Teacup Breaks In Storm Over Hong Kong Press Freedom


2004-08-09
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A former Hong Kong talkshow host who quit his job saying he feared for his personal safety because of his outspoken views, will run as an independent candidate in September's Legislative Council elections, RFA's Cantonese and Mandarin services report.

Meanwhile, the controversy surrounding Albert Cheng and his allegations against Hong Kong's Commercial Radio have prompted the station's bosses to pull his political discussion show Teacup in a Storm off the air.

" ; I got fired by the radio station. I lost my platform, I can no longer serve the public and carry on monitoring the government. " ;

The raucous late-morning chat show, with its tea-pouring sound effect and jaunty signature tune, has long been a feature in the lives of ordinary Hong Kong listeners. For the past 10 years, many have enjoyed the sound of Cheng taking on pro-Beijing politicians, government officials or lambasting social injustice in his persistent and abrasive style.

Now, two replacement hosts who were also critical of Beijing, Wong Yuk-man and Allen Lee have also quit. Cheng and Wong received threats while Lee said Beijing – ; using friends and business contacts as intermediaries – ; had pressured him to tone down his style.

Long regarded as symbol of the fragility of Hong Kong's traditional freedoms, Teacup will stay off the air at least until after the September elections, pending legal action by Cheng, Commercial Radio has said.

China has been blamed for orchestrating a series of recent vandalism attacks and threats in Hong Kong, with some democratic legislators saying the intimidation aimed at derailing legislative elections in September, which democrats are expected to win. The incidents have cast a shadow over traditionally safe and politically open Hong Kong.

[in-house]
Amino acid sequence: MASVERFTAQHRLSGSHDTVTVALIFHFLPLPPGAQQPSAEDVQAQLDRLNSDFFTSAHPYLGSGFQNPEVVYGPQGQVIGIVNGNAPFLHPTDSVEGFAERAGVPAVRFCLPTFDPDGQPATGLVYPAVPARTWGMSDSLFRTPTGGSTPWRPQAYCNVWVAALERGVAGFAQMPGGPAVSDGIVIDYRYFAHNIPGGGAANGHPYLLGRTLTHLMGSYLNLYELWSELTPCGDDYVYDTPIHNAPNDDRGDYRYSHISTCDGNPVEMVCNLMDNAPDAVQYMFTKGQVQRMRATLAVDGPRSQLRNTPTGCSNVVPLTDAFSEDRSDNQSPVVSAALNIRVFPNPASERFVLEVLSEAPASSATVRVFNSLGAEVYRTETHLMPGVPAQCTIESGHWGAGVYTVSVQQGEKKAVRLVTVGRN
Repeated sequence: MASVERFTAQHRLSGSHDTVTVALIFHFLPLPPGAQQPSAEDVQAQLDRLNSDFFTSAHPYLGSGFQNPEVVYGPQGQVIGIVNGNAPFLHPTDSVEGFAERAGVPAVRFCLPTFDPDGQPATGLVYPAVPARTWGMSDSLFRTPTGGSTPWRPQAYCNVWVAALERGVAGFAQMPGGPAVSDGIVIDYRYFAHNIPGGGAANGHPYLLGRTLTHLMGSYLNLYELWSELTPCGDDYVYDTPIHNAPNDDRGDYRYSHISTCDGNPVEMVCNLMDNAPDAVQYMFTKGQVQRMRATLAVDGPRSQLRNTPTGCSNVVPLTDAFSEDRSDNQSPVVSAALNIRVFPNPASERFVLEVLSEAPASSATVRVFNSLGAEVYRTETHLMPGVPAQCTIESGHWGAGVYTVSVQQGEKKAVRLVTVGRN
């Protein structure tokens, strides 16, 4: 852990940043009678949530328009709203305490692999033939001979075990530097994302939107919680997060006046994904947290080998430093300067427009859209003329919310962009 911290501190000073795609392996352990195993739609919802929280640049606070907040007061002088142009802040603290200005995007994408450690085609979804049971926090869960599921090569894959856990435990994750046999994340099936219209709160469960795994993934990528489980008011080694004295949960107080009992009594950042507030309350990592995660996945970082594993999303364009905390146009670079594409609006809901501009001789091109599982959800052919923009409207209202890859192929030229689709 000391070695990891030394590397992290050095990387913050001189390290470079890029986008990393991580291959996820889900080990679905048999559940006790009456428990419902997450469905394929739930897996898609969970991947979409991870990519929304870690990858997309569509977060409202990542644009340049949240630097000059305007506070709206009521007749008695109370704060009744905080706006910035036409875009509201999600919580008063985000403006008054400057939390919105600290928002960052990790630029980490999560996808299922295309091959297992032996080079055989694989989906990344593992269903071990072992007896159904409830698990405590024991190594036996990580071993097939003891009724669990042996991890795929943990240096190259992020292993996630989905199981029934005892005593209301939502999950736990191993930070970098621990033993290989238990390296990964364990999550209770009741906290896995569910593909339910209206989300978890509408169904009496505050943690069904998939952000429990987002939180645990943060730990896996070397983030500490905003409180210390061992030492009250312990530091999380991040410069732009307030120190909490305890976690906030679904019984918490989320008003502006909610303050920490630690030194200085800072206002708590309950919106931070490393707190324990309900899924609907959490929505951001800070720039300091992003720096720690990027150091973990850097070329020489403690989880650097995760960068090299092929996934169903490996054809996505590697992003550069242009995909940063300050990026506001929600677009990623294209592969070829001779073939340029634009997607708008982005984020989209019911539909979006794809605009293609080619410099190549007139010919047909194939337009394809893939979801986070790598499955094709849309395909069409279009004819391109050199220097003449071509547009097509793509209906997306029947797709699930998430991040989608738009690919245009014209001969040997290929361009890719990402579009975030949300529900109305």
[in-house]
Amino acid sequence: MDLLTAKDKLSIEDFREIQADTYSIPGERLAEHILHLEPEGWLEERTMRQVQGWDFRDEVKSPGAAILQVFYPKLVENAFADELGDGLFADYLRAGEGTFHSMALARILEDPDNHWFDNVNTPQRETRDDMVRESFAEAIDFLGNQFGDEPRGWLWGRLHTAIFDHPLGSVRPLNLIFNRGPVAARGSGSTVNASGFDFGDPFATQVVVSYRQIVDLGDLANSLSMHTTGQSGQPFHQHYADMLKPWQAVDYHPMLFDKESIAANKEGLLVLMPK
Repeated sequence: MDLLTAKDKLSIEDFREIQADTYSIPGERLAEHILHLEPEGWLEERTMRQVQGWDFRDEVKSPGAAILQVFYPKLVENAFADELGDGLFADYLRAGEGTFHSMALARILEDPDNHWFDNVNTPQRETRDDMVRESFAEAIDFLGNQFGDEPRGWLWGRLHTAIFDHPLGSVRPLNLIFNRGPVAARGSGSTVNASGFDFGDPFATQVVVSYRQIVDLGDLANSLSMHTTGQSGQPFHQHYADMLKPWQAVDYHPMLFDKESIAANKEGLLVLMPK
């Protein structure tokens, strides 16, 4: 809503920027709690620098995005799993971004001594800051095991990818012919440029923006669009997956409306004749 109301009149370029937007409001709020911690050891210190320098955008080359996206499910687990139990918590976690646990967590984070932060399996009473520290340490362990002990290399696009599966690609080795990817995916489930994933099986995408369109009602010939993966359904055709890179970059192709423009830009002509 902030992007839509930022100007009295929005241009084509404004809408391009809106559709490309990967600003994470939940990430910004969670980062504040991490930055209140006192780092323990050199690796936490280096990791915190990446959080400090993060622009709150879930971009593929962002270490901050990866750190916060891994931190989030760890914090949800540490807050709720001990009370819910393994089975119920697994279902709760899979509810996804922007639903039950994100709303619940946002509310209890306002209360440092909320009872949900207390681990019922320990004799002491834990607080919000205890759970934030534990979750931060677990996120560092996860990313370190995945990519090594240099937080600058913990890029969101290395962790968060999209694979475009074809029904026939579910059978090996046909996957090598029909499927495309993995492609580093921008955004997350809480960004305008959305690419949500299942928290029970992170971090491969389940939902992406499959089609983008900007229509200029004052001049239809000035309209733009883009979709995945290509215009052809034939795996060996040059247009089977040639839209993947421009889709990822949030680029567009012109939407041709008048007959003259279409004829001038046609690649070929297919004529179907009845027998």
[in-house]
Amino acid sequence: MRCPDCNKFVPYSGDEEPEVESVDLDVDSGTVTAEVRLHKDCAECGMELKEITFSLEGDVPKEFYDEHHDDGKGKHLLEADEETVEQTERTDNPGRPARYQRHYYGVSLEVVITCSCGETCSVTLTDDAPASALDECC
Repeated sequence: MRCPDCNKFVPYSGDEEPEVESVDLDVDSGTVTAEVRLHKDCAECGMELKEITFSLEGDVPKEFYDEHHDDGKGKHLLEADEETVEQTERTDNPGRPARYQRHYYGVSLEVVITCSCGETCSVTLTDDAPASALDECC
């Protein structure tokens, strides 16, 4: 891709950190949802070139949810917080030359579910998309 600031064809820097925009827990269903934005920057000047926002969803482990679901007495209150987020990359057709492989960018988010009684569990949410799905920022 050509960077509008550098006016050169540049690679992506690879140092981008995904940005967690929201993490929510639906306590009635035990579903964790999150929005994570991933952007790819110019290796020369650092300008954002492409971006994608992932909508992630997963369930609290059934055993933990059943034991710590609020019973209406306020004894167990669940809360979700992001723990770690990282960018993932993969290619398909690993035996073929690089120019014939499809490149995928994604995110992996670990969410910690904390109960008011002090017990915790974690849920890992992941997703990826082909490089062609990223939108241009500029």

China has recently taken a more active role in Hong Kong's affairs, ruling out the possibility of direct universal suffrage in legislative and Chief Executive elections scheduled in 2007 and 2008.

Officials in Beijing are thought to be extremely concerned that pro-democracy politicians will win all 30 of the directly-elected seats in the 60-seat legislature, providing a vocal platform in support of political change and for direct confrontation with central government.

Cheng will stand as an independent candidate, and said he would champion human rights and democratic reform. "I got fired by the radio station. I lost my platform, I can no longer serve the public and carry on monitoring the government," Cheng was quoted as saying by Reuters. "If I choose to stay and keep on fighting, I need another platform. The only obvious choice is the legislative council," Cheng said.

Cheng's resignation is not the only thing to spark concerns over media freedom in the former British colony. On July 1, hundreds where hundreds marched to demand more democracy on the seventh anniversary of Hong Kong's return to Chinese rule.

Also in July, a series of raids by Hong Kong graft-busters on eight major media organizations stunned journalists. Officers of the territory�s Independent Commission Against Corruption (ICAC) raided the desks and homes of several court reporters, prompting an outcry from newspapers and journalists' associations at official heavy-handedness.

The United States expressed concern at the raids, and urged Hong Kong to uphold press freedoms.

A group of four professional media organizations warned in June of a "downward spiral" if Hong Kong's traditionally free media was not actively defended both by Hong Kong and mainland Chinese officials.

"We believe that it is critical to Hong Kong's position as a center of information exchange that all possible steps are taken to safeguard free expression and a free press," the Foreign Correspondents' Club of Hong Kong said in a joint statement.

"Anything short of full support would have serious consequences for Hong Kong's role as a gateway between China and the world, with damaging consequences for the economy and the people's livelihood," said the statement, which was also signed by the Hong Kong Journalists Association, the Hong Kong Press Photographers Association and the Society of Publishers in Asia.

On the Web:

Hong Kong Press Photographers Association

Society of Publishers in Asia

The Foreign Correspondents' Club, Hong Kong

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